Dan Lewis, Now I Know:
A few minutes after my son made this observation, I noticed this thread on Twitter (from the fantastic “Depths of Wikipedia” account) that also marveled about how quickly Wikipedia’s editors updated the page. But unlike my son, the author of that thread also detailed how it happened. It’s a really interesting read in its own right, and you should probably spend a few minutes going through it. But I want to point out one thing she said, because it resonated with me: “A six-membered task force called WikiProject London Bridge cropped up to maintain the following articles. [A] reminder that everyone is doing this for free. They just think it’s fun and important.”
“They just think it’s fun and important.”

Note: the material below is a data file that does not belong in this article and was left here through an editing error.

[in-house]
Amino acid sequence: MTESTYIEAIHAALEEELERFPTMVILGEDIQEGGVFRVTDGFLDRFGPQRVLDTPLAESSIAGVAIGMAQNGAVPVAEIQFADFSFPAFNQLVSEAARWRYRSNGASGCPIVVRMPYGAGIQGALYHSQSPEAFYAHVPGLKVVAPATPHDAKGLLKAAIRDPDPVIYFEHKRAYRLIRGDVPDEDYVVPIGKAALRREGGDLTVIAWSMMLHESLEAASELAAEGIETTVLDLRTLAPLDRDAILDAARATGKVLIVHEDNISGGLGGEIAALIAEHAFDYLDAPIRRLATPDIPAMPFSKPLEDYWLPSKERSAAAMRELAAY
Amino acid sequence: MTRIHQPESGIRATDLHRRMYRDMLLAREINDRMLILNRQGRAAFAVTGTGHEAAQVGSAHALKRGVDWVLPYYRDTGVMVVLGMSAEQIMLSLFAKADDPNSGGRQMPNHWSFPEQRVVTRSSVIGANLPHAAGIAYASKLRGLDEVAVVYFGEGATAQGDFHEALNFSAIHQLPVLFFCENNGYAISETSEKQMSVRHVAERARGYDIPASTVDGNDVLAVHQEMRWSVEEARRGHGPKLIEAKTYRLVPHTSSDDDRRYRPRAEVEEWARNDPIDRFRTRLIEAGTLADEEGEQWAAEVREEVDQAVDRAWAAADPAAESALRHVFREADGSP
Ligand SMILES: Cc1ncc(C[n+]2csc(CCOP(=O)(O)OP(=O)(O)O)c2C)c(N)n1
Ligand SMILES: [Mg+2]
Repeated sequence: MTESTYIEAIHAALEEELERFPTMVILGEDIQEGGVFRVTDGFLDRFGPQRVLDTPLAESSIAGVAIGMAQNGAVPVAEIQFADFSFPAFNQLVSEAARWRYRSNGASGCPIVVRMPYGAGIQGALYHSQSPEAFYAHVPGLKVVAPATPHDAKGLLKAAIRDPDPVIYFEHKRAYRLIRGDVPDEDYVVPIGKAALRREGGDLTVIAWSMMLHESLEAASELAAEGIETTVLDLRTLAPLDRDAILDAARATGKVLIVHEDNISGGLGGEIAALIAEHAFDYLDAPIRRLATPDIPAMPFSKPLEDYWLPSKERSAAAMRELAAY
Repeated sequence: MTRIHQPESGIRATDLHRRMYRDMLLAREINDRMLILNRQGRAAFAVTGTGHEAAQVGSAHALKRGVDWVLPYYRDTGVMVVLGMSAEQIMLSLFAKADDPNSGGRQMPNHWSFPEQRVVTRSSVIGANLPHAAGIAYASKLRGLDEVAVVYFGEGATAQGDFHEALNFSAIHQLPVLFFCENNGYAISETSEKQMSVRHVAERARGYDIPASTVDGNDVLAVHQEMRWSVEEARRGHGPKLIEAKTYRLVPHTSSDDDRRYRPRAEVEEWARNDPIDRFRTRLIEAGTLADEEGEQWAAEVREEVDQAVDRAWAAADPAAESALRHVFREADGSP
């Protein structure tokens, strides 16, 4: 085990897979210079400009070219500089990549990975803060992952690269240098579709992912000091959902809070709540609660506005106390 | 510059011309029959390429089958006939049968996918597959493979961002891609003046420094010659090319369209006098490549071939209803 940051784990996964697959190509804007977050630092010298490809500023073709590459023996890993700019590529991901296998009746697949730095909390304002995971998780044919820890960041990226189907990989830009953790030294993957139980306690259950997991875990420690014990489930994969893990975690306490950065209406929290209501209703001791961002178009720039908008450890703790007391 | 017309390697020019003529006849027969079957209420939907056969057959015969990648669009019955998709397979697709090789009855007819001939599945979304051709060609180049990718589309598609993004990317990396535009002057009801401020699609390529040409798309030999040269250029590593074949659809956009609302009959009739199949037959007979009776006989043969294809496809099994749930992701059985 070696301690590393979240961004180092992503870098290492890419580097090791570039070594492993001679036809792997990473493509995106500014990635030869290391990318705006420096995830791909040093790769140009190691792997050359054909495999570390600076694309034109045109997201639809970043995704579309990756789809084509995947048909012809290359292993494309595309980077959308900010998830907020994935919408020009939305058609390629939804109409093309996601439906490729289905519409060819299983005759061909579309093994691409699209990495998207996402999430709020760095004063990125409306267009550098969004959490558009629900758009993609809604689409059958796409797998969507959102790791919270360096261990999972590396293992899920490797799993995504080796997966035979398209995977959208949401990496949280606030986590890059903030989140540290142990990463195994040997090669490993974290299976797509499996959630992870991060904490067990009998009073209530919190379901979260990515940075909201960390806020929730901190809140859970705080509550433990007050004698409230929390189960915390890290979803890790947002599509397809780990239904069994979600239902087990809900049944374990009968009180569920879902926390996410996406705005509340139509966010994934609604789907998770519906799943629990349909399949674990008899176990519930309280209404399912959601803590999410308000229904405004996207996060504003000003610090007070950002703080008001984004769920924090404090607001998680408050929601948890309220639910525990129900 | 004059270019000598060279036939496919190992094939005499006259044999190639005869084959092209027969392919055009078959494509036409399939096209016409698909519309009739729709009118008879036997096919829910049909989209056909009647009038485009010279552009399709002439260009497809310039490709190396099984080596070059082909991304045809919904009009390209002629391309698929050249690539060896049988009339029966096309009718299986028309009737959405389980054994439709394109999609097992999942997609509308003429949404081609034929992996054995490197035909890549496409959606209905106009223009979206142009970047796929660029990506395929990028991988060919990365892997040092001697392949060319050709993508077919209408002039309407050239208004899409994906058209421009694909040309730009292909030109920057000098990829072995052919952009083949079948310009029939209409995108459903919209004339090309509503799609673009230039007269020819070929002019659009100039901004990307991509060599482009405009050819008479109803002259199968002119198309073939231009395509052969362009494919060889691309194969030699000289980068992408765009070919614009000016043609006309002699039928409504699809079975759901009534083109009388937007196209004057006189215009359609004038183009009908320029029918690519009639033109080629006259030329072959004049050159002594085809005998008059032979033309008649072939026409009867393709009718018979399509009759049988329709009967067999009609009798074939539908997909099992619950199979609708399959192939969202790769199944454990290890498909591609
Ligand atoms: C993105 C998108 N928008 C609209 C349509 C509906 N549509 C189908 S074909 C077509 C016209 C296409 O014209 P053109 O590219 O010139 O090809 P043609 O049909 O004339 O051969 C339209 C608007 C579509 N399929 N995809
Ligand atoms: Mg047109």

This “secret sauce”, as Lewis puts it, is Wikipedia’s blessing and curse. There are the half-dozen significant contributors who volunteered to make all these changes as quickly as possible because they just decided to. But the editors on Wikipedia do not reflect a generalized and fulsome view of the world. Its articles about computer science and mathematics are comprehensive, but articles about Indigenous communities in Canada, for example, are often not. Wikipedia is the sum of the biases of its user base. As impressive as it is for so many pages to be updated so quickly following Queen Elizabeth’s death — and it is very impressive — is is also reflective of editors’ interests and geography.